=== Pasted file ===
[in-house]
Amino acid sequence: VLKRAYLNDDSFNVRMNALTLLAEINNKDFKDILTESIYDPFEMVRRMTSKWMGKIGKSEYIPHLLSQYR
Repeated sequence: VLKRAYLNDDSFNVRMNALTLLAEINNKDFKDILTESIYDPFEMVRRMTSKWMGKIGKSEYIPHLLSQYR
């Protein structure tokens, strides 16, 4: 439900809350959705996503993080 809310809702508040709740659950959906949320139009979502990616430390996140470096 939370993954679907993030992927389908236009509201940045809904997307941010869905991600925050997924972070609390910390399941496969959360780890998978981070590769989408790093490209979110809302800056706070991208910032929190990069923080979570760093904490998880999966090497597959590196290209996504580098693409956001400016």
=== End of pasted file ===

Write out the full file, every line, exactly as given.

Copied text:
[in-house]
Amino acid sequence: VLKRAYLNDDSFNVRMNALTLLAEINNKDFKDILTESIYDPFEMVRRMTSKWMGKIGKSEYIPHLLSQYR
Repeated sequence: VLKRAYLNDDSFNVRMNALTLLAEINNKDFKDILTESIYDPFEMVRRMTSKWMGKIGKSEYIPHLLSQYR
């Protein structure tokens, strides 16, 4: 439900809350959705996503993080 809310809702508040709740659950959906949320139009979502990616430390996140470096 939370993954679907993030992927389908236009509201940045809904997307941010869905991600925050997924972070609390910390399941496969959360780890998978981070590769989408790093490209979110809302800056706070991208910032929190990069923080979570760093904490998880999966090497597959590196290209996504580098693409956001400016």